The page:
But while the surge in Algerian visitors has been an evident boon for Tunisia’s tourism industry in a time of crisis, it presents challenges back home. For example, in Boumerdes, a coastal region popular for summer holidays, authorities observed that the number of beach-goers dropped off by over 30% in summer 2016 compared to 2015. Convincing Algerians to vacation within their own country is a critical step to relaunching the domestic tourism trade, since resident Algerians provide the vast majority of the country’s tourism earnings, representing 96.5% of the tourism sector’s 2015 revenues, according to WTTC figures. The domestic market, with 40m potential tourists, has long been the backbone of Algeria’s tourism industry, and officials are quick to affirm that the government places domestic tourists at the centre of its development plans. As with foreign tourists, authorities will need to convince local tourists to spend more within the country. “Today, more than ever, citizens need services of higher standards, since their own standards of living are rising. They have the right, therefore, to want to see services rise accordingly,” Nouri told local press in June 2016.
The expectations of Algerians are due, in part, to their travels abroad, Mustapha Haouchine, director-general of Algiers’ High Institute of Hospitality and Catering (Ecole Supérieur d’Hôtellerie et de Restauration d’Alger, ESHRA), told OBG. “More and more Algerians travel today. They are tourists themselves and they have contact with foreigners, so they see what level of service is provided abroad,” he told OBG.
Despite the rising expectations, the local market is also characterised by price sensitivity; several hotel managers and tour operators told OBG that low prices were among the most critical factors to attracting domestic clients amid the current period of financial austerity. This preference is a major driver of the current boom in one- and two-star hotel development.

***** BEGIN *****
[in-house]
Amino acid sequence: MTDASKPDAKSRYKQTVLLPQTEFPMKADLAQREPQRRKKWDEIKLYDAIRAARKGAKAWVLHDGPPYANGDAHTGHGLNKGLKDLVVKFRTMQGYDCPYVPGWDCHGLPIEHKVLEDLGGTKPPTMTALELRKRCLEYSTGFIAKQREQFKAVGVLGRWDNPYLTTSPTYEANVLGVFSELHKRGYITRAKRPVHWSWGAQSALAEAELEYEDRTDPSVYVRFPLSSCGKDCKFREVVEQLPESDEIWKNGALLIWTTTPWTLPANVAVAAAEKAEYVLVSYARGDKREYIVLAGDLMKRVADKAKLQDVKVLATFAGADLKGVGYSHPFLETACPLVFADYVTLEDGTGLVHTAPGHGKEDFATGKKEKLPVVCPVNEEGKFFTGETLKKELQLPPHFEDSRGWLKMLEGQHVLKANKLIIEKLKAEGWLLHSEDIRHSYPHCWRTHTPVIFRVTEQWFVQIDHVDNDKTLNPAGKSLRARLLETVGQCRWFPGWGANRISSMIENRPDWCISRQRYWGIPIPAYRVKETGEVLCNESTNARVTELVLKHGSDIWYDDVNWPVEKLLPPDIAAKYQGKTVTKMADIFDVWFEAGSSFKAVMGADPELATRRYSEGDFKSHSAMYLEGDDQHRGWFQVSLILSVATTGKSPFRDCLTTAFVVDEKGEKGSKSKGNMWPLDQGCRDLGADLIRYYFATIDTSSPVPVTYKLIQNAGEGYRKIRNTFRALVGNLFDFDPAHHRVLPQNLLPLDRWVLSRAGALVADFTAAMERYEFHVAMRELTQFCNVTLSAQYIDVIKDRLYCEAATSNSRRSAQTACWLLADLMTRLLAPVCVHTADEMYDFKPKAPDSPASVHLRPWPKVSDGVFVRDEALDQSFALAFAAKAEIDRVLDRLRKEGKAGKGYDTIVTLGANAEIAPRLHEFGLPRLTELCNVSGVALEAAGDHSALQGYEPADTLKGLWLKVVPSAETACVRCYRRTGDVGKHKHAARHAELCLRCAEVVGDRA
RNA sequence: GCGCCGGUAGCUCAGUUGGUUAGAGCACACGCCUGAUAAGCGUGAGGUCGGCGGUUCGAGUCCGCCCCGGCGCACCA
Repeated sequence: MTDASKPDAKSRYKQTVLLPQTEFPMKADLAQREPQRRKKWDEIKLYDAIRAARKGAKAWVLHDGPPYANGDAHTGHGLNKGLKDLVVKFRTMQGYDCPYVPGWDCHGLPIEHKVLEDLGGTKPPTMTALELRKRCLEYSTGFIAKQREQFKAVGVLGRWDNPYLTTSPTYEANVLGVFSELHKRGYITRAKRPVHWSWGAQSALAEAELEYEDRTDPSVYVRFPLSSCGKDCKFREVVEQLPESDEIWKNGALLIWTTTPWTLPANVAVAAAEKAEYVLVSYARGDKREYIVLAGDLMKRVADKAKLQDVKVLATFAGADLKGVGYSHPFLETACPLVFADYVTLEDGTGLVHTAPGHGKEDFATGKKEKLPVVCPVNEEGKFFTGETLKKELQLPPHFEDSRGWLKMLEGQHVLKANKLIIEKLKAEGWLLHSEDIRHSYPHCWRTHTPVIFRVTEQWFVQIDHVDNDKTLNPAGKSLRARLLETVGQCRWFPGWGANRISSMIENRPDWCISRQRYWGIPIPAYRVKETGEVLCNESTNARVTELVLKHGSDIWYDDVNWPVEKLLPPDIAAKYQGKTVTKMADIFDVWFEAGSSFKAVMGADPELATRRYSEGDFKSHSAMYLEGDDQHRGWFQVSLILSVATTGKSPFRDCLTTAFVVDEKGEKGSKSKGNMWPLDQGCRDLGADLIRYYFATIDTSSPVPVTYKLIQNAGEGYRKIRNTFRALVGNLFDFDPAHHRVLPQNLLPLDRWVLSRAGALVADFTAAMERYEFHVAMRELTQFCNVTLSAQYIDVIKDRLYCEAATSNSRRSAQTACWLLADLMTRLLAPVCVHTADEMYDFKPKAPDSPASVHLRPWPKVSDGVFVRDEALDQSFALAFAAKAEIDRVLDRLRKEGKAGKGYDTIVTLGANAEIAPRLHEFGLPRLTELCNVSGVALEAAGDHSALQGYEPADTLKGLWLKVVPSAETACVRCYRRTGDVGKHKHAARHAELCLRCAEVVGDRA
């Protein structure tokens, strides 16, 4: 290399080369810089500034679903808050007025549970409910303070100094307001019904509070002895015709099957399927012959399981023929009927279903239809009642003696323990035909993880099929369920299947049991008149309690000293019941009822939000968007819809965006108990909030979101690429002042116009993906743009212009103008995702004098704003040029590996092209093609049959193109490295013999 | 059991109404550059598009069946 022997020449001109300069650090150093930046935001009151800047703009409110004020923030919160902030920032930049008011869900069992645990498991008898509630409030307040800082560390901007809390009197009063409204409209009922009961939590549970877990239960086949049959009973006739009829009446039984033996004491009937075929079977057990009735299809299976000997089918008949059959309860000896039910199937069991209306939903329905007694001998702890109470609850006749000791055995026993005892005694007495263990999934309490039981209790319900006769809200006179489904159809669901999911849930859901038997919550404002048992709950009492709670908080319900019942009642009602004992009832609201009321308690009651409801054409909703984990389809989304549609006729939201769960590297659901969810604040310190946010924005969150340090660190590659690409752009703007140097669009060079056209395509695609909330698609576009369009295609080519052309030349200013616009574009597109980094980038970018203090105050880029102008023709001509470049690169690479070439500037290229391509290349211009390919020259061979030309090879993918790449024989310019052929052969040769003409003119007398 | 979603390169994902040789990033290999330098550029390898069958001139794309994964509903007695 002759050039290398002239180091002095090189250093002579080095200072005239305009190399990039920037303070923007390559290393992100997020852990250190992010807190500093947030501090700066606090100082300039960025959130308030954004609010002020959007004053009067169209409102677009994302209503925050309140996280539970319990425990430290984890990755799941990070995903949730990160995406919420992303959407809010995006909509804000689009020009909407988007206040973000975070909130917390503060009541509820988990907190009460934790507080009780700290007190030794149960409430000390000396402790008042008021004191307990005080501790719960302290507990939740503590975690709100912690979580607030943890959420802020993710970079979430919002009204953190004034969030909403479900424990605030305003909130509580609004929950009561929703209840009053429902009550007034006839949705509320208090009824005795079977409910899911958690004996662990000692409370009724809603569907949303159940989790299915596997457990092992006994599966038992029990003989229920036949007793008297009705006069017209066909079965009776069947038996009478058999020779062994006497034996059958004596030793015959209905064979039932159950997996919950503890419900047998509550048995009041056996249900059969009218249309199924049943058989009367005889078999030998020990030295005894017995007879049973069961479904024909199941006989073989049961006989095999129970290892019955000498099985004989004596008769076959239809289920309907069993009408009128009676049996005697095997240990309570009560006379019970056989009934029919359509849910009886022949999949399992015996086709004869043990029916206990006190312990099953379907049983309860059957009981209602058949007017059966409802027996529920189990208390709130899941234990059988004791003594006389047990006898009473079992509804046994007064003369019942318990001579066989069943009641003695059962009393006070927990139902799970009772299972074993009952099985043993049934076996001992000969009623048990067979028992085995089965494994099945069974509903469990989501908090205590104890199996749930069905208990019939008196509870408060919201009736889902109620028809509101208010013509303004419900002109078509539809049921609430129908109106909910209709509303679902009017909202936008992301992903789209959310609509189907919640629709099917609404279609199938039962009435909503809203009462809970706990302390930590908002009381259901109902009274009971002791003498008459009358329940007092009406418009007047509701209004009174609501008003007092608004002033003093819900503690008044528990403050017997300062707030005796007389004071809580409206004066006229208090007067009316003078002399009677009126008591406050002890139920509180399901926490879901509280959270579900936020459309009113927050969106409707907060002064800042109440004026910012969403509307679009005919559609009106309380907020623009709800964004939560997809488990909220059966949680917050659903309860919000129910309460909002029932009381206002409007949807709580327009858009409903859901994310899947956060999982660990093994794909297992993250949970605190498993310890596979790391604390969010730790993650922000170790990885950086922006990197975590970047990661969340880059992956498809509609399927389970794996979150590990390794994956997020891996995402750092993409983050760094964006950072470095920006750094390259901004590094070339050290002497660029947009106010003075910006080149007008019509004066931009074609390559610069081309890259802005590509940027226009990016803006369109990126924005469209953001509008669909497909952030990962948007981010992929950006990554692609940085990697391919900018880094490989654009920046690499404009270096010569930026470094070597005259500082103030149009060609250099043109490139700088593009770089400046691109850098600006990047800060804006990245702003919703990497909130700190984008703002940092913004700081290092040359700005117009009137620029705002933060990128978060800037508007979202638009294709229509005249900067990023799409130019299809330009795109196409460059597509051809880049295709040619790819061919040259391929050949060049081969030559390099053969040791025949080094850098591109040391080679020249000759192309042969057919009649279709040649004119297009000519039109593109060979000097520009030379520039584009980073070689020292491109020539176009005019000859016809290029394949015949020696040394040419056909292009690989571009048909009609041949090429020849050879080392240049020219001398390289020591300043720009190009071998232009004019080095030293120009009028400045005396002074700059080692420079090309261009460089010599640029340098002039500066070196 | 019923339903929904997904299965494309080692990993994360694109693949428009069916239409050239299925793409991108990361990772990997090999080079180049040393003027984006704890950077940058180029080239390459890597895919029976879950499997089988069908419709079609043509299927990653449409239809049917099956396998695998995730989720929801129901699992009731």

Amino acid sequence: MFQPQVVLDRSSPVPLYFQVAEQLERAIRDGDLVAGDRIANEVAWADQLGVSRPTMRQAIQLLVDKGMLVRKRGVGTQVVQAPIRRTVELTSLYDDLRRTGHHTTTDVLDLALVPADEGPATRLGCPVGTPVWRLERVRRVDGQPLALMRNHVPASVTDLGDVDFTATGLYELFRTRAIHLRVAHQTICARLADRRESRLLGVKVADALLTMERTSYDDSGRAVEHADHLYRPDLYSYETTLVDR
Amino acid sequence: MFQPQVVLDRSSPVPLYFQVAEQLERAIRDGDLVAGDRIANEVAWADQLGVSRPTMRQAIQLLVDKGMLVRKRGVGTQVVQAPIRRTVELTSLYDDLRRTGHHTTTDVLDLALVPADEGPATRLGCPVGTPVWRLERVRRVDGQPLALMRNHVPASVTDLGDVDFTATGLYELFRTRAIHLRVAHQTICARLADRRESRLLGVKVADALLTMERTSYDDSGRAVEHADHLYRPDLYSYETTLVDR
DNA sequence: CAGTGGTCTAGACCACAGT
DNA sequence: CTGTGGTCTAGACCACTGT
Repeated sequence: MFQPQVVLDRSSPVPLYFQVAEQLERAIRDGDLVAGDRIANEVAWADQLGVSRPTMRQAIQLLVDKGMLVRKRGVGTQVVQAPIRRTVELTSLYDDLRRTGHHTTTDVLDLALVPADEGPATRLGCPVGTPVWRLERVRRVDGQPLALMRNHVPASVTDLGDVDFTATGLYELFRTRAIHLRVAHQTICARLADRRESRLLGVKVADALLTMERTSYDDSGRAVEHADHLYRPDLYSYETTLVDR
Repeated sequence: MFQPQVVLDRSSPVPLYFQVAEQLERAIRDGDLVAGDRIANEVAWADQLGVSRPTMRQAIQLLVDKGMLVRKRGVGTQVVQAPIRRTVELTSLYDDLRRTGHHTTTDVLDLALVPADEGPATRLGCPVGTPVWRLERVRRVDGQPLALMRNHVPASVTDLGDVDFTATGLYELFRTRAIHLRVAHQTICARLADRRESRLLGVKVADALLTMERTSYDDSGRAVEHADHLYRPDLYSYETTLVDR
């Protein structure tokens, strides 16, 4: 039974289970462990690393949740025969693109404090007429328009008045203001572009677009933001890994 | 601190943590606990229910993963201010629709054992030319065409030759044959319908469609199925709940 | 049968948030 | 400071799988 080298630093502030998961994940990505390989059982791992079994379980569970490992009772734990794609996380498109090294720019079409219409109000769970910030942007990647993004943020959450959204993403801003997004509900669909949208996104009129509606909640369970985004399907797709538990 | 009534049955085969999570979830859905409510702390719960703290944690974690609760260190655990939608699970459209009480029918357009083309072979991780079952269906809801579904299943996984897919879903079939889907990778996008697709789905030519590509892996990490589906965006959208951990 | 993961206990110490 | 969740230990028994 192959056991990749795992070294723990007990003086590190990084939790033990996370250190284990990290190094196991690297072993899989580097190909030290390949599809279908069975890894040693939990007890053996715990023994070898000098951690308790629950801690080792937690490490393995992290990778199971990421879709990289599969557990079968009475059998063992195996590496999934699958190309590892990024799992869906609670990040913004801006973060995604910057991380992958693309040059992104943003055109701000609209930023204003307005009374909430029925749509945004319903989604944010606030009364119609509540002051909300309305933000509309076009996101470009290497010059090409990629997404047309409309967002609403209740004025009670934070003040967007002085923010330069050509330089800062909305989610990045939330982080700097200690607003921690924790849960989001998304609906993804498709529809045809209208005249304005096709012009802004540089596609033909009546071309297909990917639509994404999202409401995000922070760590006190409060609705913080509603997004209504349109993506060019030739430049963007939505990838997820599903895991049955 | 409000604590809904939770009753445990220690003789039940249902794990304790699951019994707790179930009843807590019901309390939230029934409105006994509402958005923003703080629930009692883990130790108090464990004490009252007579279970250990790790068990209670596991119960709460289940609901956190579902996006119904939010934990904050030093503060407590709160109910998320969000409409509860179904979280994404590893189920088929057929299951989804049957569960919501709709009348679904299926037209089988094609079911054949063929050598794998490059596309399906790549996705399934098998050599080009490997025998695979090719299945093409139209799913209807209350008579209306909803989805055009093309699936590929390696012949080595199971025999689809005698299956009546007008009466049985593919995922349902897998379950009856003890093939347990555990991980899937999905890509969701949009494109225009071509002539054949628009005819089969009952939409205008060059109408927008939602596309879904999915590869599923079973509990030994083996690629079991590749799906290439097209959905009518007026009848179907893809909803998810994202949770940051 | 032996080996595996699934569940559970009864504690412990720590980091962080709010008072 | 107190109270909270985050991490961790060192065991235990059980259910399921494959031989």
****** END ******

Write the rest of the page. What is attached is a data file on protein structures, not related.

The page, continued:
At the centre of the strategy to attract more international and domestic tourists is a major push to expand hospitality infrastructure, especially hotels. Authorities have set the ambitious goal of raising Algeria’s hotel capacity – 100,000 beds in 2016 – to 500,000 by 2030, with capacity in Algiers targeted to grow from 19,000 to 50,000 by 2030. The campaign “will allow us to put a definitive end to this deficit of hospitality infrastructure”, and to create 30,000 new jobs in Algiers and 250,000 nationwide in the process, Ghoul told local press in May 2016. But doing so will require raising investment amid difficult macroeconomic conditions. According to WTTC figures, in 2015 tourism sector investment reached AD161.2bn (€1.3bn), or 2.8% of Algeria’s total capital investment, far below the 12.4% spent in Morocco or 8.4% in Tunisia.
The MATTA – which saw its own annual budget cut by a third in 2016, as the government adopted new austerity measures – is aiming to do more with less by motivating the private sector to drive infrastructure development. A public investment fund in place for over a decade was retired in 2015, in favour of new tax incentives aiming to spur private investment. Most firms in the tourism sector were recipients of an exemption to an across-the-board 3% hike in the corporate tax rate, imposed by the 2015 complementary finance law. Soon after, the 2016 finance law established a 3% interest rate subsidy with five-year terms for new investments across all sectors. When the Parliament passed a revised investment law in July 2016, scaling back the terms of that subsidy, tourism was one of just five “priority sectors” exempted. Under measures in place since 2009, a large number of tourism operators also receive exoneration from corporate taxes for their first 10 years of activity, as well as reductions on value-added tax and Customs duties.